One-hundred-thousand foreign dental tourists, nearly US$150 million of revenue per year – and rising. There’s no denying it: dental tourism is what you would have to call a trend in Vietnam. However, considering the 10 million international visitors the country welcomed in 2016, and the much more impressive numbers of its world-leading neighbour Thailand earning a staggering US$5 billion from medical tourism each year, one thing is for sure: there’s room to grow.
Especially knowing that Vietnam has strong arguments for travellers to choose the country over its competitors: skilled doctors, the latest technology and, most importantly, as Dr. Quynh Nhu Do from Elite Dental Group states, “the cost for dental treatments is about 20 to 30 percent cheaper than in Thailand.”
Image source: Elite Dental
Not to mention Western countries... Hence the massive influx from nearby nations such as Australia and New Zealand, Dr. Nhu explains. You catch a direct flight, get your teeth done, save more than half of the typical cost, “and with the rest of the money you travel around Vietnam.”
One might wonder how dentistry manages to be so cheap here. For once, lagging behind is actually an asset. Thailand got dental tourism going decades ago. Its main attraction back then? The low cost. Soon the customers came, whole clinics decided to cater to foreigners and the prices saw a strong rise. In Vietnam this hasn’t happened yet. “That helps us to be competitive,” Dr. Nhu adds.
However, not everybody embraces this development. Notably, foreign dentists warn their patients against going to “low-cost countries” for their dental treatment. It goes without saying: this judgment is biased.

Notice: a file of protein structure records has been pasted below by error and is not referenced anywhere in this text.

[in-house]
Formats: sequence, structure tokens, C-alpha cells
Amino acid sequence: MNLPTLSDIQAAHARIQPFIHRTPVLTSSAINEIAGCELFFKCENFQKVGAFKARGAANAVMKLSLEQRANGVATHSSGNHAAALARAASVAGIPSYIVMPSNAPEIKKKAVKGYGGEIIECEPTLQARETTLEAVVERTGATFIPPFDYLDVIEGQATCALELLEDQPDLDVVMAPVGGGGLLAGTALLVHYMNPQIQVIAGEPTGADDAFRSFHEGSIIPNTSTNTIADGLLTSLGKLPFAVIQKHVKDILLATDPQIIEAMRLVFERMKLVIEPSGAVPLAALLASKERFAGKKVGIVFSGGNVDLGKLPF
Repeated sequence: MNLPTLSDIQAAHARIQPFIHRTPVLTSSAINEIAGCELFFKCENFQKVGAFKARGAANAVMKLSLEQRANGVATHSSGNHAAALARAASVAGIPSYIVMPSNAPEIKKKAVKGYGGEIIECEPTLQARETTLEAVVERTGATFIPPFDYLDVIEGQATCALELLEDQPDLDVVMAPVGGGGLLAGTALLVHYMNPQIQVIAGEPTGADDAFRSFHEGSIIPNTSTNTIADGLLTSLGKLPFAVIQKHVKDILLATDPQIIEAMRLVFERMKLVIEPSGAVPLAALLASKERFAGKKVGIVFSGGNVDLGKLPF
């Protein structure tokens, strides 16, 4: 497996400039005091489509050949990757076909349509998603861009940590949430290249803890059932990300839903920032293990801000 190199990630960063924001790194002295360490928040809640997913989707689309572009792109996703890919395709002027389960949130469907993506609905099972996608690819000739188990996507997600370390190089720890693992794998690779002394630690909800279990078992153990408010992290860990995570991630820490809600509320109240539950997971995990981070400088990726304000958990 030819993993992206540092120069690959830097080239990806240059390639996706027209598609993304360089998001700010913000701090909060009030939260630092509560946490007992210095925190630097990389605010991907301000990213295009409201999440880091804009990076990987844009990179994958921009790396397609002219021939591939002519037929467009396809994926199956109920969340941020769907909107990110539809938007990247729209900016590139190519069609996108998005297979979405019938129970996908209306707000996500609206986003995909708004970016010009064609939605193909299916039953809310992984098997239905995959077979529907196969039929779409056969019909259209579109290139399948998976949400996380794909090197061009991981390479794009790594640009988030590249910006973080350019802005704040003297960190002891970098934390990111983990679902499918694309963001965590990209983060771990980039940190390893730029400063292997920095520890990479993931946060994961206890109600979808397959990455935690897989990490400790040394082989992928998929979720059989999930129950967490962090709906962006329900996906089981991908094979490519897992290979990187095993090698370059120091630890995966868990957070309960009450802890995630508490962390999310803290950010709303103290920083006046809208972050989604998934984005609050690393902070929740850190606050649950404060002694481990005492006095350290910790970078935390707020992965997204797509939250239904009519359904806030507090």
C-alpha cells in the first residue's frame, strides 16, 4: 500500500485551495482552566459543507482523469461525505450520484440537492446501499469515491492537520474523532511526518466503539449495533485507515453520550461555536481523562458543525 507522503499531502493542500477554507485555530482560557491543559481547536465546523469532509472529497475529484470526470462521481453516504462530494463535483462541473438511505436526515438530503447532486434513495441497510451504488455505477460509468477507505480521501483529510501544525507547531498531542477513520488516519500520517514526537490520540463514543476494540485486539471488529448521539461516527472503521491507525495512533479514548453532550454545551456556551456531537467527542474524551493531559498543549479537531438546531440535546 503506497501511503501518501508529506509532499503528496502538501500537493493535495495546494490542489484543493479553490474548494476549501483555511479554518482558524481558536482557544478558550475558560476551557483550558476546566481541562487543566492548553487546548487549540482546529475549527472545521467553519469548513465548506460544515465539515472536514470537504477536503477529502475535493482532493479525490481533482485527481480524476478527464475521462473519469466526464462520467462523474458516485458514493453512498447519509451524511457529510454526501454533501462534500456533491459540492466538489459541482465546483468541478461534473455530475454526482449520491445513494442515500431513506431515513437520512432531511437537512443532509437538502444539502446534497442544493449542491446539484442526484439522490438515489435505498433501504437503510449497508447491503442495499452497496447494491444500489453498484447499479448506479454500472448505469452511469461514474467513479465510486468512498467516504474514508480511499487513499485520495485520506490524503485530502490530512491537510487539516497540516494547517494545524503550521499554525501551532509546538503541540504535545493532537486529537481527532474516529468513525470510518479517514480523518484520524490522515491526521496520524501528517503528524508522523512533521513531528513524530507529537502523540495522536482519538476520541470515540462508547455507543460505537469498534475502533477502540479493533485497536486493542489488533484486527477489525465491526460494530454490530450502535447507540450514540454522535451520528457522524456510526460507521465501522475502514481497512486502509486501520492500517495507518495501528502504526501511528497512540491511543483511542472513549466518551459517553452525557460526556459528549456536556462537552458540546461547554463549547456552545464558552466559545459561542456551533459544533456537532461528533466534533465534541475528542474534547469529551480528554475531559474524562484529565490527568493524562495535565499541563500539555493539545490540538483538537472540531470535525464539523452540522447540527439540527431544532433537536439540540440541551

Dr Adrian Sinanan from Starlight Dental has worked in the UK and Australia. He knows those prejudices all too well. “When it comes to healthcare, negative feelings go around like a wildfire. If a country gets a bad reputation, it’s all over.”
Image source: Starlight Dental
Hence what a dental tourism destination needs is an impeccable reputation as a centre of excellence. “That’s what Thailand made its name on. Malaysia has it for medical procedures. And that’s what Vietnam needs to consolidate,” Dr Sinanan says. Collaboration is the way to go, not competition: making sure clinics in Vietnam reach the highest standards across the board and work together with dentists abroad to ensure efficient aftercare. Credibility is key.
Getting Vietnam Google-Ready
In this spirit, more and more clinics are pushing to create an association in a joint effort to set common standards and promote Vietnam as a dental tourism destination. In Dr Sinanan’s eyes, one major goal is: “When people search for ‘Dental Tourism Asia’ online, Vietnam should come first in the Google listing.” Simply put, when people think dental tourism, Vietnam should be the first country to come to mind.
Image source: Elite Dental
But regardless of all efforts to spread the word, he points out what it really comes down to: “At the end of the day, all you want is provide the best possible service to domestic and international patients and if people happen to come to your clinic from far, that is great news. Whether it’s called dental tourism – or just good dentistry.”